Sumo Practice at Musashigawa-beya


Group photo with the sumo wrestlers at Musashigawa-beya 


To the Japanese, sumo is not merely a popular wrestling sport, it has long been performed ritually at festivals since ancient times. Many ancient traditions have been preserved in sumo, and even today the sport includes many ritual elements, such as the use of salt purification, from Shinto. Life as a wrestler is highly regimented, with rules regulated by the Japan Sumo Association, and tickets to sumo tournaments are pricey and often sold out. This is one of the reason why, besides watching sumo matches on TV, we usually have few occasions to enter the world of sumo.

Most sumo wrestlers (力士, rikishi) are required to live and practice in communal sumo training stables, known in Japanese as heya(部屋), where all aspects of their daily lives—from meals to their manner of dress—are dictated by strict tradition.


Sumo wrestlers wake up early in the morning and train hard in the hope of moving up the ranks (mornings in a sumo stable such as Musashigawa-beya can begin at around 5:00 am, everyday). The rare opportunity to visit a stable during one of these morning practices, called asageiko, lets you watch the action close-up! 

I had an awesome experience visiting Musashigawa-beya recently. 

The Musashigawa-beya sumo stable is run by oyakata (stable master) Musashigawa Mitsuhide, formerly yokozuna (sumo’s highest rank)Musashimaru. 

Born and raised in Hawaii, Musashimaru was one of the first non-Japanese sumo wrestlers when he came to Japan to train. As of his retirement, Musashimaru had 779 wins with 12 championships, and holds the record for the most consecutive tournaments without a losing record! Amazing!! 

Musashigawa-beya had 18 disciples when I visited. Besides living in Musashigawa-beya, they undergo harsh training every day, with wrestling practice in the morning (called asageiko 朝稽古) and gym sessions in the afternoon. (Click HERE to read more about the stable.)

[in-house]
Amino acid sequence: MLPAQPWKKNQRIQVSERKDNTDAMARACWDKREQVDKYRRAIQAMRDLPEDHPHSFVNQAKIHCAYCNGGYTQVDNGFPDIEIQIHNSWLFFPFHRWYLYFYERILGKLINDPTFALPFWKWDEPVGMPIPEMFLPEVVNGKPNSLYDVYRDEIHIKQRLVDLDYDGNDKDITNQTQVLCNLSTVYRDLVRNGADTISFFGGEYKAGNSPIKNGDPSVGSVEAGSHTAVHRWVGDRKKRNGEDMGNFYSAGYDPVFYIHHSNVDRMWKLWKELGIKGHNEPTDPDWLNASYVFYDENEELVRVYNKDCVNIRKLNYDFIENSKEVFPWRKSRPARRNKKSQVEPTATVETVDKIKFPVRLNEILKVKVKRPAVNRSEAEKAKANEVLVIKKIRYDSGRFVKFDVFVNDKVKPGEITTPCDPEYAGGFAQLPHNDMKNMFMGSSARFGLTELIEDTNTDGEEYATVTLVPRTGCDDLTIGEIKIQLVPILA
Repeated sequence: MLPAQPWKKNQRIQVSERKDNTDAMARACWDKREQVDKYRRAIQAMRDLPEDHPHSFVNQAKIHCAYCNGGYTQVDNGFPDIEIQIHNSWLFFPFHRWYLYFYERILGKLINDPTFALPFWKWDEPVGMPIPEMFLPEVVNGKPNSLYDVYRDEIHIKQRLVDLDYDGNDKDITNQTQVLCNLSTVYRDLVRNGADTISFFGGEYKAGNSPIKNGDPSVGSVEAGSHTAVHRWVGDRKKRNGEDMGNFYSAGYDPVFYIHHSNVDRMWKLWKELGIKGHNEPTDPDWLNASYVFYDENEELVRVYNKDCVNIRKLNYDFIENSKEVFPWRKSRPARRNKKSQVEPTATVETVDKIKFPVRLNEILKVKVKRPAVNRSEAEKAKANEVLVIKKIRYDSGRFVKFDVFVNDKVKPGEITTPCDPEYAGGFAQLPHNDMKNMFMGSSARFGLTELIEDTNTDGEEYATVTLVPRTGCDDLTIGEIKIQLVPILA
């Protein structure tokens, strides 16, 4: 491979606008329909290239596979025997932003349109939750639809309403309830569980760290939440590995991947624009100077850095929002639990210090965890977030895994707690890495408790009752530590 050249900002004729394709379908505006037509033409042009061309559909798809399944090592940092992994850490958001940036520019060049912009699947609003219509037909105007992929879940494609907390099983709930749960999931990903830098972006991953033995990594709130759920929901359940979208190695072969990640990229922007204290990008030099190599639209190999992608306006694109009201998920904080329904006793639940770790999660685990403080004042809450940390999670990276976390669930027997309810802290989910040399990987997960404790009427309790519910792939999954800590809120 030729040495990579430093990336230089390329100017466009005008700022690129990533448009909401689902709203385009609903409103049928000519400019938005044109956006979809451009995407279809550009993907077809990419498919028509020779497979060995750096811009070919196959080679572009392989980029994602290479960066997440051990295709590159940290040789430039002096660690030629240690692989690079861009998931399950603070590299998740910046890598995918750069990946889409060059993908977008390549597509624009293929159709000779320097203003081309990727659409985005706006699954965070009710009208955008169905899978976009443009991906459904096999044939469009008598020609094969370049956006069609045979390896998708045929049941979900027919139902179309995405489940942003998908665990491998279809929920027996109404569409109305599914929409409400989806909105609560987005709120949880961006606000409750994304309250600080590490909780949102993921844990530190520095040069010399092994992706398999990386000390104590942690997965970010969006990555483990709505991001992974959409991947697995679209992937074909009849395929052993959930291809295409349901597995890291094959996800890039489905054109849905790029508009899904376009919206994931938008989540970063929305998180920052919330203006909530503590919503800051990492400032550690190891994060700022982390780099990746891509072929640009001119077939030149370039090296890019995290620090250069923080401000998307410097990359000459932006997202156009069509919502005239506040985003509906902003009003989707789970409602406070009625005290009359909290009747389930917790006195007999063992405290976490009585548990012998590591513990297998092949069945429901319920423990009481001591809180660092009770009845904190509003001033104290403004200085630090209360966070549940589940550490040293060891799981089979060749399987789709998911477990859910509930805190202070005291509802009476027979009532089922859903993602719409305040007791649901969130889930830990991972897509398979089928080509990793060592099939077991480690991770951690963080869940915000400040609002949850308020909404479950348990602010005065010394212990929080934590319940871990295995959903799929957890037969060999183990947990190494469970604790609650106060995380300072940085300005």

第14代武蔵川親方(57代横綱三重ノ海)の定年に従い、その弟子であった第67代横綱武蔵丸光洋(当時年寄大島)に年寄名を譲る事となり、武蔵川光偉(むさしがわ みつひで)、年寄り跡の継承を経て、平成25年4月1日、財団法人日本相撲協会の認可のも武蔵川部屋は創設されました。(武蔵川部屋のウェッブサイトより:


Together with Musashimaru in front of Musashigawa-Beya sumo stable. He is huge! However, over lunch later Musashimaru mentioned that he is now only about half the size he was before (currently at about 160 kgs, but weighed in at 260kgs in his tournament days)

武蔵川部屋の前で武蔵丸さんと一緒に写真を撮りました~ 彼は巨大ですね!

At the center of the ring are two white lines, the shikiri-sen, behind which the wrestlers position themselves at the start of the bout. All the wrestlers were awesome!

土俵の中央には白い仕切り線が見えます。 すべての力士達は最高でした!

IMPORTANT NOTES when observing sumo practice

Sumo matches take place in a ring called the dohyō (土俵) – it is 4.55 m in diameter and 16.26 m2 in area, made of rice-straw bales on top of a platform made of clay mixed with sand. A roof resembling that of a Shinto shrine may be suspended over the dohyō
1. Observe the practice quietly with minimal talking!

2. Be aware that the bottoms of your feet do not face the ring as this is considered disrespectful to the Sumo god! 



1. 神聖なスポーツでもある相撲の稽古を見学する際は、私語は慎み、静かに見学しましょう。

2. 足の裏は、土俵に直面していないことに注意してください!これが相撲の神に無礼とみなされますよ!

The morning practice finished off with some training drills and stretching. I was surprised at how flexible the wrestlers were when doing the splits! 


Sweeping the ring in between rounds.


After the morning practice, we had lunch of chankonabe (ちゃんこ鍋、Japanese stew commonly made and eaten in vast quantity by sumo wrestlers)together with Musashimaru. It was fascinating to hear of his experiences and stories!


Chankonabe stew made by the wrestlers!


Left: Musashikuni, Musashimaru’s Nephew, top ranking in stable;


Right: Wakaichirou originally from Houston, Texas





About Rachel

Rachel Leng is COO and Co-Founder of SeiRogai, Inc., a Tokyo-based business consultancy & media production company. Previously, she was Leader of Business Development on the Investment Management team at a Japanese private equity fund, as well as Policy Analyst at a top think tank in Seoul, South Korea.

As an East Asia specialist and former Miss Singapore titleholder, Rachel is passionate about the potential of media to educate and raise awareness about history, culture, art, business, and societal issues to enhance mutual understanding.

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